I often hear people admonish dog owners about playing tug games with dogs. I understand why people suspect that teaching a dog to release toys is important but that doesn't mean play is out of the question unless there's a known problem. Games dogs love are a great training tool that should not be discarded because they remind us of other behaviors.
If your dog often takes your belongings and plays keep away, Tug games are exactly what he's after. Why not play when you say and with approved objects so you don't have to lose a slipper when he decides? If your dog guards items, like his food, from you, you can use games to teach him that your approach is always a good thing. Or teach him to trade his food for better treats and toys until he just doesn't see the point of fending you off. Tug games are sometimes so valuable to a dog, they can be part of reaching a new understanding.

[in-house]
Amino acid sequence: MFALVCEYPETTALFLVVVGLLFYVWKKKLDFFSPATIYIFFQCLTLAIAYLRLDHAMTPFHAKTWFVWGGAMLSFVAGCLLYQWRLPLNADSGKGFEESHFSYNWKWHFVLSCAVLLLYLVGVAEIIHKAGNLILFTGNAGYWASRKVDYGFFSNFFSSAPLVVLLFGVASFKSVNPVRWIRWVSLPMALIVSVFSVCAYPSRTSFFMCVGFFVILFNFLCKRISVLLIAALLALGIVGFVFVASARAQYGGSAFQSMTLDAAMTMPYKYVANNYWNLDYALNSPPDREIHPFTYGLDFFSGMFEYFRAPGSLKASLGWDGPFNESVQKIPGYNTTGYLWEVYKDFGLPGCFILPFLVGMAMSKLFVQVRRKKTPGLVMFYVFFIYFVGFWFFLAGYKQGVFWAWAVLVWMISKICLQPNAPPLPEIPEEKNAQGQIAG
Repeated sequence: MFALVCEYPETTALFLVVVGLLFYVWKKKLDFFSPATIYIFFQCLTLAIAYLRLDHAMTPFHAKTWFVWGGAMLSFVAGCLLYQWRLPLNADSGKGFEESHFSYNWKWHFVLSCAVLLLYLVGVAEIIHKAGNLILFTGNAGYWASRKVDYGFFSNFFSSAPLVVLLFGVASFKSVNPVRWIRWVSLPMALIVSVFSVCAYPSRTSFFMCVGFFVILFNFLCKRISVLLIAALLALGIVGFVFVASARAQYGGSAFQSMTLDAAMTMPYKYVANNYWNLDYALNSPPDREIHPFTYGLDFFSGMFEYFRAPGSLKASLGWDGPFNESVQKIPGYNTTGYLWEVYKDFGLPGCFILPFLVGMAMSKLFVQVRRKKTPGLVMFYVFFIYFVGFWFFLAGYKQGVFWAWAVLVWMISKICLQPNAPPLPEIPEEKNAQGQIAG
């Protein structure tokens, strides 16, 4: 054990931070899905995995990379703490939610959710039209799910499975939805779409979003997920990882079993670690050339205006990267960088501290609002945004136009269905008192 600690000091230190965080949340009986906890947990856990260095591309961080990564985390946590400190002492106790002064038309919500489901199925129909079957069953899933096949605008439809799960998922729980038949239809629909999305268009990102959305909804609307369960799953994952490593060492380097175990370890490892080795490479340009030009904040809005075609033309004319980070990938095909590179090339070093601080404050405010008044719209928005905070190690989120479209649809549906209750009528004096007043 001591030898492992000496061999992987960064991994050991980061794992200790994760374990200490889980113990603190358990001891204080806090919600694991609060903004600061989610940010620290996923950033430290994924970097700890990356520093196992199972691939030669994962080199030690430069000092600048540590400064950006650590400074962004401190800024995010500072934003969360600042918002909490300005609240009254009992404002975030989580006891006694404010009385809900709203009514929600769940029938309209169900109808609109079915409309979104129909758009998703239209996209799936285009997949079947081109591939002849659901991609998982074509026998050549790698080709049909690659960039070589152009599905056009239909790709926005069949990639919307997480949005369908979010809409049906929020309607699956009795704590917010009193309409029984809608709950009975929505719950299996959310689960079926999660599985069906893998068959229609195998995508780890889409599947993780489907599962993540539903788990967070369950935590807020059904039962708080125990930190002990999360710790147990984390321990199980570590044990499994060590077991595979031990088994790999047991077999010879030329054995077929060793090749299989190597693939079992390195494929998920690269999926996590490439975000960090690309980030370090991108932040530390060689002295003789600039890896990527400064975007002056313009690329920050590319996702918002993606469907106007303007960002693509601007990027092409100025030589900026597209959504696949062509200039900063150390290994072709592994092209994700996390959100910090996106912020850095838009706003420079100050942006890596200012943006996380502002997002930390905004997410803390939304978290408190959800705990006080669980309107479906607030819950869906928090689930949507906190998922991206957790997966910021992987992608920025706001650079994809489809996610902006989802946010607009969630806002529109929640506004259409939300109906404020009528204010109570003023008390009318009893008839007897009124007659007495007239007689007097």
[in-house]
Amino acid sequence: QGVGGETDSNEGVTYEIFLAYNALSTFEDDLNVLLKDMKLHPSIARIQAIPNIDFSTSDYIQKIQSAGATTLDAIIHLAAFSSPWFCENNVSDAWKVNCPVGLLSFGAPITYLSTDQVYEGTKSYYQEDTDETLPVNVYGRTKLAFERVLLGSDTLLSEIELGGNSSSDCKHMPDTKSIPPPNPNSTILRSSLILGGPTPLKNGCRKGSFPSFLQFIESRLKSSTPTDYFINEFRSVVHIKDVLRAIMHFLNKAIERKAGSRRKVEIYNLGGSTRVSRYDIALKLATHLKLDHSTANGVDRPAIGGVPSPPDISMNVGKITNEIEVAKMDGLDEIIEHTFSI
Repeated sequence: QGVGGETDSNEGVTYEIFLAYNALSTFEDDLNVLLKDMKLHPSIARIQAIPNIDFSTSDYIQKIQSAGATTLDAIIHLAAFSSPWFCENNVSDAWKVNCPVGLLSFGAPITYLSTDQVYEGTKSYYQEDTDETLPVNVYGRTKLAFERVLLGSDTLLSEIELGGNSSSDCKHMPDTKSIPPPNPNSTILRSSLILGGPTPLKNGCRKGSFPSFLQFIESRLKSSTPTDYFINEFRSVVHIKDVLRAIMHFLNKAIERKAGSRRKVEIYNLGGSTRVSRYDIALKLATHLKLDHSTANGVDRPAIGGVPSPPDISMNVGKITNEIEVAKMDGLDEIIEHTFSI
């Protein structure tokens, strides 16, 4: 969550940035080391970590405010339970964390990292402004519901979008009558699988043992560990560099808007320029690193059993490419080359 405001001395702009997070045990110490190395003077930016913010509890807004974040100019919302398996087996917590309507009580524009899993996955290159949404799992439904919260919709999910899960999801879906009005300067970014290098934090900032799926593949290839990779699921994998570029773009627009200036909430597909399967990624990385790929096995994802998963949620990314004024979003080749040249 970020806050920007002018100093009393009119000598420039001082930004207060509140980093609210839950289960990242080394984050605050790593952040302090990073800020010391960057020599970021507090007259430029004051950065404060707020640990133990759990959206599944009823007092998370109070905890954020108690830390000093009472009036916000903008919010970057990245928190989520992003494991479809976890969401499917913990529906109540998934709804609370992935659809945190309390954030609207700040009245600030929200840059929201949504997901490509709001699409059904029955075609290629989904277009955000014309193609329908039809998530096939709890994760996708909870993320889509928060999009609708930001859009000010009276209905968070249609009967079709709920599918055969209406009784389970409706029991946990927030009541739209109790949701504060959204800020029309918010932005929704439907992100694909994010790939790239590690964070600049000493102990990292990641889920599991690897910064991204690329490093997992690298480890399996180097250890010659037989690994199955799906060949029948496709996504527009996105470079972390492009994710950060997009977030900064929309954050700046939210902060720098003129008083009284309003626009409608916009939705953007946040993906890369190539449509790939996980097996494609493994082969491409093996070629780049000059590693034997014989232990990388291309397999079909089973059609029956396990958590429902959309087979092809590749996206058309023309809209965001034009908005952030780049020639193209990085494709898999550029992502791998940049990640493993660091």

Contrary to what you have heard, tugging can teach a dog to be gentle. If your dog loves the game and you stop playing as soon as a certain threshold of grabbing is reached, your dog learns to stay below that level of excitement to keep the game going. If your dog is shy, teaching tugging on a towel can build his confidence with people, hands and reaching as well as heightened levels of activity.
So don't throw out the baby with the bathwater. Anything your dog wants is a tool you should keep around. But use it wisely to teach your dog what you want....what it takes to get a good game going.